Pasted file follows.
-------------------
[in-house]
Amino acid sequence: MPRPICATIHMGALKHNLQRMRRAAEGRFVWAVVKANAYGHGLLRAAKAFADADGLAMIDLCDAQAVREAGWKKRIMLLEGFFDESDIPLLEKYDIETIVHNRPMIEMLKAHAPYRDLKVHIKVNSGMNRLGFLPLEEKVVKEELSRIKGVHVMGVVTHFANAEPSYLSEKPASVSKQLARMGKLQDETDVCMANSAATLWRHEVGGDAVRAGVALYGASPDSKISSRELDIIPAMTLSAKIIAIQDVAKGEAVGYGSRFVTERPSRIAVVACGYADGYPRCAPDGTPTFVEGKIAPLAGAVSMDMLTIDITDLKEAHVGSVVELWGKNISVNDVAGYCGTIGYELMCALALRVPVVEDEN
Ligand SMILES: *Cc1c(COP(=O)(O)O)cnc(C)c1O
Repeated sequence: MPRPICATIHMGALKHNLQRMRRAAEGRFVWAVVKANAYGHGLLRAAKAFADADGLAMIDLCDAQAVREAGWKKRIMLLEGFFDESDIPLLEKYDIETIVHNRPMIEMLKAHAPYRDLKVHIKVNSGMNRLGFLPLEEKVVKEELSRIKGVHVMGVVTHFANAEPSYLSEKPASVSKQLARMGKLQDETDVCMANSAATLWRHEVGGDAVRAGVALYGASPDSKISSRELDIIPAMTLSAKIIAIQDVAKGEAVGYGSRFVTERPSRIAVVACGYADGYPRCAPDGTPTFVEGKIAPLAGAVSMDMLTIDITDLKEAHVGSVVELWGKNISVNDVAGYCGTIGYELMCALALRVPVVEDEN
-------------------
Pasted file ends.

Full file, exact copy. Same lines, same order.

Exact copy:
[in-house]
Amino acid sequence: MPRPICATIHMGALKHNLQRMRRAAEGRFVWAVVKANAYGHGLLRAAKAFADADGLAMIDLCDAQAVREAGWKKRIMLLEGFFDESDIPLLEKYDIETIVHNRPMIEMLKAHAPYRDLKVHIKVNSGMNRLGFLPLEEKVVKEELSRIKGVHVMGVVTHFANAEPSYLSEKPASVSKQLARMGKLQDETDVCMANSAATLWRHEVGGDAVRAGVALYGASPDSKISSRELDIIPAMTLSAKIIAIQDVAKGEAVGYGSRFVTERPSRIAVVACGYADGYPRCAPDGTPTFVEGKIAPLAGAVSMDMLTIDITDLKEAHVGSVVELWGKNISVNDVAGYCGTIGYELMCALALRVPVVEDEN
Ligand SMILES: *Cc1c(COP(=O)(O)O)cnc(C)c1O
Repeated sequence: MPRPICATIHMGALKHNLQRMRRAAEGRFVWAVVKANAYGHGLLRAAKAFADADGLAMIDLCDAQAVREAGWKKRIMLLEGFFDESDIPLLEKYDIETIVHNRPMIEMLKAHAPYRDLKVHIKVNSGMNRLGFLPLEEKVVKEELSRIKGVHVMGVVTHFANAEPSYLSEKPASVSKQLARMGKLQDETDVCMANSAATLWRHEVGGDAVRAGVALYGASPDSKISSRELDIIPAMTLSAKIIAIQDVAKGEAVGYGSRFVTERPSRIAVVACGYADGYPRCAPDGTPTFVEGKIAPLAGAVSMDMLTIDITDLKEAHVGSVVELWGKNISVNDVAGYCGTIGYELMCALALRVPVVEDEN